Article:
European Commission Sues Italy Over Air Pollution And Failure To Properly Treat Urban Waste Water

European Commission Sues Italy Over Air Pollution And Failure To Properly Treat Urban Waste Water

The European Commission decided today to refer Italy to the Court of Justice of the EU in two separate cases regarding environmental legislation.

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When it comes to water pollution, Italy is failing to ensure that all agglomerations with a population of more than 2 000 are provided with collecting systems for urban waste water and that urban waste water entering collecting systems is adequately treated before discharge, as required by the Urban Waste Water Treatment Directive.

The Commission considers that 620 agglomerations in 16 Regions (Abruzzo, Basilicata, Calabria, Campania, Friuli-Venezia Giulia, Lazio, Liguria, Lombardia, Marche, Puglia, Sardegna, Sicilia, Toscana, Umbria, Valle d'Aosta, and Veneto), are in breach of EU rules on collection or treatment of urban waste water.

Italy has not complied with EU rules in these regions for over 13 years, with significant risks to the environment and human health in a large number of agglomerations. The general and persistent character of Italy's breach of the collection and treatment obligations under the Urban Waste Water Directive is confirmed by two other cases, in which the Court has already ruled against Italy regarding larger agglomerations and has imposed fines in one of those cases.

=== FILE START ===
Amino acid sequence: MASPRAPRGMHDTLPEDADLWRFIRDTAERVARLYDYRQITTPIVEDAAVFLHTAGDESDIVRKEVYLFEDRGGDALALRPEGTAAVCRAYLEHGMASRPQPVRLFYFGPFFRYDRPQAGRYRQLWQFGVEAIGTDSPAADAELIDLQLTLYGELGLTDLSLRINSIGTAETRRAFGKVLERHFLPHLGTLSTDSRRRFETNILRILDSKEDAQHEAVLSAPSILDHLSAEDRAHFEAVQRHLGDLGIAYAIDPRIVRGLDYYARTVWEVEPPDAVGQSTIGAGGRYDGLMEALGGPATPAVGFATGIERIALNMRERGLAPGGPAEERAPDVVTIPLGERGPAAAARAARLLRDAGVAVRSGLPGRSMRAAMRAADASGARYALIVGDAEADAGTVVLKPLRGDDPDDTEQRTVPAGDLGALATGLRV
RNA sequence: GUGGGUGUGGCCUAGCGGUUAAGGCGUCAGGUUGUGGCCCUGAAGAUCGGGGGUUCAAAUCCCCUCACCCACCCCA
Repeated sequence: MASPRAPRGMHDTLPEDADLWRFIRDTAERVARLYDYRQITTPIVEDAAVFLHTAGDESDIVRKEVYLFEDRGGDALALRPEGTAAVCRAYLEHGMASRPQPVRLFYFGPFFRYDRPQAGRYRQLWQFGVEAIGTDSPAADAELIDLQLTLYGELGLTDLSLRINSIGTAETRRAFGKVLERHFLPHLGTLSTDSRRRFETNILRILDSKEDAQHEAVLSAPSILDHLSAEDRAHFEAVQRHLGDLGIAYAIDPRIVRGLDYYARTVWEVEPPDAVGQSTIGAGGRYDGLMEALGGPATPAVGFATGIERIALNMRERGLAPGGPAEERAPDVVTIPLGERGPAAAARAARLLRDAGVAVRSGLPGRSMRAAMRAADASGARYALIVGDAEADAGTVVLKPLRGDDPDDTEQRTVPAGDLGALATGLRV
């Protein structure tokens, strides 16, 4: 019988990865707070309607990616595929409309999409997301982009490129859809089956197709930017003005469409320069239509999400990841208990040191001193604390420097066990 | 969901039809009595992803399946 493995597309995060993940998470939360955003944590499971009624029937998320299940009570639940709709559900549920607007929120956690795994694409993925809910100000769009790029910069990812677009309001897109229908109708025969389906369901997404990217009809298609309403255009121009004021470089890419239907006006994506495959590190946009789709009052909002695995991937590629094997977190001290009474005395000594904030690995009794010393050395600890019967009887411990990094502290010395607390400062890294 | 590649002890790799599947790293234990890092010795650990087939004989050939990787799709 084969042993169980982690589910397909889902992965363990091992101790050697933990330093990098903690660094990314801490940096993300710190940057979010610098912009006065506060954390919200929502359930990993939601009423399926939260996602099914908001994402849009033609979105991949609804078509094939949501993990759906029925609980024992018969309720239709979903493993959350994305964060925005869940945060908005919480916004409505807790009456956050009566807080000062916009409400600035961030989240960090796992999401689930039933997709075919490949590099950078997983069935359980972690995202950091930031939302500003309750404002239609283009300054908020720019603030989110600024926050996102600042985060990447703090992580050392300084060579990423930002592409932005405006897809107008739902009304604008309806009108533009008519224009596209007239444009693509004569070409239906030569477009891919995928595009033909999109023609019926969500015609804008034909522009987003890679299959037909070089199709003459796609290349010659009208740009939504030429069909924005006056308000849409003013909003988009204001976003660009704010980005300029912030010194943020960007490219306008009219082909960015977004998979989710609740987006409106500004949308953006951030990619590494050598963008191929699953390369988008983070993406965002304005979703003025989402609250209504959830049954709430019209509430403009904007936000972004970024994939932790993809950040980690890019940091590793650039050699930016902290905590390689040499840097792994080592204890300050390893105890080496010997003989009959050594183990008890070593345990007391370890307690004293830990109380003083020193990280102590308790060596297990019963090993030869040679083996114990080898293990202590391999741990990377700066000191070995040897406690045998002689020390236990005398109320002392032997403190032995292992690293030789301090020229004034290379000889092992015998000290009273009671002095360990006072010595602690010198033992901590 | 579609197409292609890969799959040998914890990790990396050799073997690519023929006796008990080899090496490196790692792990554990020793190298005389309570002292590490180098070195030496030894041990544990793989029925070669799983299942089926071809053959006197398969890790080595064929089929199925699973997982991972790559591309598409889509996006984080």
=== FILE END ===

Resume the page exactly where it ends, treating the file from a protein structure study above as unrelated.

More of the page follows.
Another case concerns air pollution, and a failure to protect citizens against the effects of nitrogen dioxide (NO2). The Commission is calling on Italy to respect agreed air quality limit values and take appropriate measures to cut pollution levels in ten agglomerations covering around 7 million people. The limit values for NO2 set out under EU legislation on ambient air quality had to be met in 2010.

Urban Waste Water Treatment Directive

The Urban Waste Water Treatment Directive requires Member States to ensure that agglomerations or urban settlements (towns, cities) properly collect and treat their urban waste water. Untreated waste water can be contaminated with harmful bacteria and viruses, presenting a risk to human health. It also contains nutrients such as nitrogen and phosphorous which can damage freshwaters and the marine environment, promoting excessive algae growth that chokes other living organisms, a process known as eutrophication.

For more information visit European Commission